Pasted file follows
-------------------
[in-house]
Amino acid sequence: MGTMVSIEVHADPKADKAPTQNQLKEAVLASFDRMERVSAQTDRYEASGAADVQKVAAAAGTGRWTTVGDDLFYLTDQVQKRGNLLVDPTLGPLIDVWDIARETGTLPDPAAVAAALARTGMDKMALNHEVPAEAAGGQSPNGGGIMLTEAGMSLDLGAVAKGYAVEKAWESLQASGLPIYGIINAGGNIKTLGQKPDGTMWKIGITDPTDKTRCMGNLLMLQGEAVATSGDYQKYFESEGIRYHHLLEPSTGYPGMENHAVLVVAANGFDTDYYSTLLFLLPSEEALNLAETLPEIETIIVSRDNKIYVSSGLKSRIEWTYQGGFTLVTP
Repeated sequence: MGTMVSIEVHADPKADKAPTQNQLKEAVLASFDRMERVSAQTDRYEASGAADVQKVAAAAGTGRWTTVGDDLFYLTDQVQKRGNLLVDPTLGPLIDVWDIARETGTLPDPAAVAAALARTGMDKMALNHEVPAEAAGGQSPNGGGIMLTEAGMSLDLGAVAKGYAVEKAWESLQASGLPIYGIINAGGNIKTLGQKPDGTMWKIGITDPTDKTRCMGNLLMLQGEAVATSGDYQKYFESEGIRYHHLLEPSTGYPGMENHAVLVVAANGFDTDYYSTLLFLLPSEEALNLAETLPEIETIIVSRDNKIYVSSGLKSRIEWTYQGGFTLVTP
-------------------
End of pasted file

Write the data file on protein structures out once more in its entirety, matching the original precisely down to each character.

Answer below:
[in-house]
Amino acid sequence: MGTMVSIEVHADPKADKAPTQNQLKEAVLASFDRMERVSAQTDRYEASGAADVQKVAAAAGTGRWTTVGDDLFYLTDQVQKRGNLLVDPTLGPLIDVWDIARETGTLPDPAAVAAALARTGMDKMALNHEVPAEAAGGQSPNGGGIMLTEAGMSLDLGAVAKGYAVEKAWESLQASGLPIYGIINAGGNIKTLGQKPDGTMWKIGITDPTDKTRCMGNLLMLQGEAVATSGDYQKYFESEGIRYHHLLEPSTGYPGMENHAVLVVAANGFDTDYYSTLLFLLPSEEALNLAETLPEIETIIVSRDNKIYVSSGLKSRIEWTYQGGFTLVTP
Repeated sequence: MGTMVSIEVHADPKADKAPTQNQLKEAVLASFDRMERVSAQTDRYEASGAADVQKVAAAAGTGRWTTVGDDLFYLTDQVQKRGNLLVDPTLGPLIDVWDIARETGTLPDPAAVAAALARTGMDKMALNHEVPAEAAGGQSPNGGGIMLTEAGMSLDLGAVAKGYAVEKAWESLQASGLPIYGIINAGGNIKTLGQKPDGTMWKIGITDPTDKTRCMGNLLMLQGEAVATSGDYQKYFESEGIRYHHLLEPSTGYPGMENHAVLVVAANGFDTDYYSTLLFLLPSEEALNLAETLPEIETIIVSRDNKIYVSSGLKSRIEWTYQGGFTLVTP